eco TV Week

Blinded by the light? Convergence and differences in the euro area

7/13/2017

Economic growth in the euro area is robust. This dynamism is shared amongst its members yet important structural differences remain. The favourable cyclical environment calls for an economic policy to address these so as to boost long term growth and the resilience of individual countries in case of downturns.

William DE VIJLDER

TRANSCRIPT // Blinded by the light? Convergence and differences in the euro area : July 2017

Are we blinded by the light? Strong euro area growth implies we’re running the risk of no longer seeing the structural gaps.

Euro area growth is robust and this performance is widely shared amongst its members. 7 out of 8 countries have a manufacturing PMI way above the 50 line (except Greece which is just above that level). For the services PMI 4 out of 5 are in that position (with Italy lagging a bit).  

In addition, convergence has increased as witnessed by a decline since the start of EMU of the dispersion in terms of

  • GDP growth
  • core inflation
  • fiscal balance
  • current account balance 
  • Although the Great Recession had seen increased divergence in terms of unemployment and output gap, this has now improved a lot.

The strong cyclical performance and convergence imply we run the risk of not seeing the structural differences, which remain considerable. Just to name a few:

  • Public sector debt
  • Private sector debt
  • Productivity levels and growth
  • Non-performing loans

 

Structural differences are an important issue. They imply that in the long run some countries will be able to grow faster than others so citizens in one country may feel worse off than citizens in another euro area member state. They also imply that some countries will be less resilient to shocks than others, because they have a high debt burden or because non-performing loans are still high.

As a consequence, boosting potential GDP growth and economic resilience are important objectives for structural economic policy.

The current growth environment provides a good opportunity to step up structural reform efforts:

  1. There no longer a need for short-term fire-fighting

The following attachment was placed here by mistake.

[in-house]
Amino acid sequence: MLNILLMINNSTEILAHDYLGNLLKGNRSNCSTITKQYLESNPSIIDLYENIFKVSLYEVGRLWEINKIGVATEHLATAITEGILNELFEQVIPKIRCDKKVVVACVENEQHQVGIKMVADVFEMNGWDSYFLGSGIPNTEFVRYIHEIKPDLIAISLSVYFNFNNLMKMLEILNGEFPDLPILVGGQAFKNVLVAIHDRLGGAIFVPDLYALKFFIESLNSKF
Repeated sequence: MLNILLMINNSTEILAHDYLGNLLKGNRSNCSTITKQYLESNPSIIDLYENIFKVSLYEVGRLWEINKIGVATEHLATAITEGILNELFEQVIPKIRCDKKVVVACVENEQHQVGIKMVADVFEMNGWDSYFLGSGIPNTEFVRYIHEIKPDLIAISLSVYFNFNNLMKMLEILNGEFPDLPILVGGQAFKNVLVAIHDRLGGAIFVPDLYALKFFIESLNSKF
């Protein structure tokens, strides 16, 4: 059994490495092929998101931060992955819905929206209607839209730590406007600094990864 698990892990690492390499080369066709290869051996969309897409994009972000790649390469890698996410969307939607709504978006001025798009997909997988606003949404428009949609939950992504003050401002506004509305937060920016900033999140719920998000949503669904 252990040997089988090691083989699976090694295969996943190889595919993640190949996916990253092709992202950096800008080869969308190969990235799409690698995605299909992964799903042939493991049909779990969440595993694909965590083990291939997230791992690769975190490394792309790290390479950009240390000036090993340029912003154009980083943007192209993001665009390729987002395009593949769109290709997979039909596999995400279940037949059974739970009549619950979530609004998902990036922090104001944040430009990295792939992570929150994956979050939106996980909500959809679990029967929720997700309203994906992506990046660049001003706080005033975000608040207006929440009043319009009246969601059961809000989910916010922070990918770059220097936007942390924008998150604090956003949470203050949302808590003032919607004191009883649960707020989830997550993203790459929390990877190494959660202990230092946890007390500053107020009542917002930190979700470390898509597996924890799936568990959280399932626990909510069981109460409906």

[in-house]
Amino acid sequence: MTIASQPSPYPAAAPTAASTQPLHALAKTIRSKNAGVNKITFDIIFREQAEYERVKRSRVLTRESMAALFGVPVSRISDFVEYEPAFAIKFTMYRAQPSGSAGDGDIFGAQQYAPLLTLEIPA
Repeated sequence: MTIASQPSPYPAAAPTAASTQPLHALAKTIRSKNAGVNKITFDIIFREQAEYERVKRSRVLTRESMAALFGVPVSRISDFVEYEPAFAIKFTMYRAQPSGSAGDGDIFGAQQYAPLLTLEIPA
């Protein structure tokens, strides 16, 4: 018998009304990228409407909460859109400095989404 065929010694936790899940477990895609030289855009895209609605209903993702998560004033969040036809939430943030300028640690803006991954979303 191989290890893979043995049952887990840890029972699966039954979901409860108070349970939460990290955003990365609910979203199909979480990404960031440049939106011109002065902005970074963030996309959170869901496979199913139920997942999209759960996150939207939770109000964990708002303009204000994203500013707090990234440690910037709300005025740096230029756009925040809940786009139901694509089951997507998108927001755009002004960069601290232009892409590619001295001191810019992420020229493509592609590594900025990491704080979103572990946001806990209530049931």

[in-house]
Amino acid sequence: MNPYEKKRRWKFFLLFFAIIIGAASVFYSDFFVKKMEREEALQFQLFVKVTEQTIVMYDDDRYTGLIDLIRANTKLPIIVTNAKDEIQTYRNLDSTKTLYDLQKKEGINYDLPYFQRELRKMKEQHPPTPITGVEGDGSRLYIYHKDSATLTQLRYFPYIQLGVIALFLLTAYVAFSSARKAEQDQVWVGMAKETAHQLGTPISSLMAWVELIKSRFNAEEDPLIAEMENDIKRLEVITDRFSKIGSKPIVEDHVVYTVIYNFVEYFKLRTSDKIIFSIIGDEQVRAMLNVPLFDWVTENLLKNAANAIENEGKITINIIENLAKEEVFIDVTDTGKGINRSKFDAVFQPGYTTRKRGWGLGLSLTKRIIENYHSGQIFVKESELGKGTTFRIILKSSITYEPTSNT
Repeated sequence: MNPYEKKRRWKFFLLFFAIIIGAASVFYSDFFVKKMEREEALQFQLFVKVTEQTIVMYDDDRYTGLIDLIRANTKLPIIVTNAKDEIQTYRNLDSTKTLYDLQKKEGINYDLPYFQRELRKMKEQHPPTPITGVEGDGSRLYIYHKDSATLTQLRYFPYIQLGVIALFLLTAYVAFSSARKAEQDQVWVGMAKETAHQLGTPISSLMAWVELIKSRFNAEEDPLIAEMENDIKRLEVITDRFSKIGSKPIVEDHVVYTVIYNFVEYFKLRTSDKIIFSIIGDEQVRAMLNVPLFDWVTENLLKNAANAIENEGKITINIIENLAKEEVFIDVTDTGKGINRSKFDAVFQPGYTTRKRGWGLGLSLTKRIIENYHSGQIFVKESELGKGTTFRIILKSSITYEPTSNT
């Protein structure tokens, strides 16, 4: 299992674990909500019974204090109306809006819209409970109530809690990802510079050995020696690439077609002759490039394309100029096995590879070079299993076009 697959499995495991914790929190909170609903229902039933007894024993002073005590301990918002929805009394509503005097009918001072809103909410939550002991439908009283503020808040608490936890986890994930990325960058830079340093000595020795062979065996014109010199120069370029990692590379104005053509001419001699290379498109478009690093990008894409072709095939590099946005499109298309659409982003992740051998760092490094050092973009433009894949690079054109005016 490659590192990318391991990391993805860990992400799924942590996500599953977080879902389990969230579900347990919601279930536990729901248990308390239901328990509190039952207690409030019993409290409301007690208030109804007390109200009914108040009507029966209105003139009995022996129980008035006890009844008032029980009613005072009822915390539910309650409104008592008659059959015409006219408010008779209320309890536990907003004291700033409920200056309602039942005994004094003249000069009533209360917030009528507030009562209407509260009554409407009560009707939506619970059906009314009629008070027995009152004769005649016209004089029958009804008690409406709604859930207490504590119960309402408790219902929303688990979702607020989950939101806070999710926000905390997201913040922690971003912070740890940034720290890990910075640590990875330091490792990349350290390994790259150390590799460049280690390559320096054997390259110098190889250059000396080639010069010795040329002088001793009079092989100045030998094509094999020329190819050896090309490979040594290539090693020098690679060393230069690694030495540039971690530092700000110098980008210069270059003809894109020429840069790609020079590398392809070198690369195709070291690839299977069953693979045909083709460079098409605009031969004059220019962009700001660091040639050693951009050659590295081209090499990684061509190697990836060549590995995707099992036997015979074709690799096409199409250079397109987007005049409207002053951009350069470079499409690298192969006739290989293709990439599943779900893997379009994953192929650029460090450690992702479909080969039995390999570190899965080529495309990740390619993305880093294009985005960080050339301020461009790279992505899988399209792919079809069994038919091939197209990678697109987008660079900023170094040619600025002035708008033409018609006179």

2. To the extent that some of these efforts could act as a drag in the short run, countries are better positioned now to cope with them.

Finally, this is a clear example of a win-win policy whereby individual efforts make EMU as a whole more robust.

View more videos Eco TV Week

On the Same Theme

IFRS 9 first time adoption: Significant cost differentials amongst banks 11/28/2018
The adoption of IFRS 9 accounting standard on 1st January 2018 significantly changes the impairment model for bank assets. Expected credit losses (and not only incurred losses) are now recognised using a more prospective approach than previously required. IFRS 9 introduces an intermediary category for performing assets whose credit risk has nonetheless increased significantly since their initial recognition, even though no credit event has occurred. Such “phase 2” led banks to recognise additional provisions for impairment whereas the quality of their portfolios remained unchanged. The decline in common equity tier 1 attributable to IFRS 9 should not be interpreted as a decline in banks’ loss absorbing capacity. Some of the prior “unexpected losses”, previously covered by regulatory capital, are now covered by accounting provisions replacing the former.
Strengthening resilience 11/23/2018
Support seems to be growing for the proposal of France and Germany for a eurozone budget. This would contribute to a much needed enhancement of economic resilience, that is the ability to cope with shocks. Resilience can also be strengthened through private and public risk sharing and policies seeking to boost potential growth. Boosting resilience is all the more important considering that risks to global growth seem to be tilted to the downside.
Cooler sentiment 11/9/2018
Sentiment indicators continue their softening trend and the flash estimate points towards weak third quarter GDP growth. Yet drivers of final demand continue to point towards ongoing good growth in the upcoming quarters. Data in the coming weeks as well as developments concerning Brexit and US trade policy will be key to confirm or tune down this assessment. 
Eurozone: Credit pulse 10/31/2018
After a rebound in June, the pulse of lending stabilized in September. This dynamism is due to the continued acceleration of loans to non-financial corporations and, to a lesser extent, households. Loan demand by households remains more favorably oriented than that of non-financial corporations, while the credit conditions continue to ease but not as fast as in August.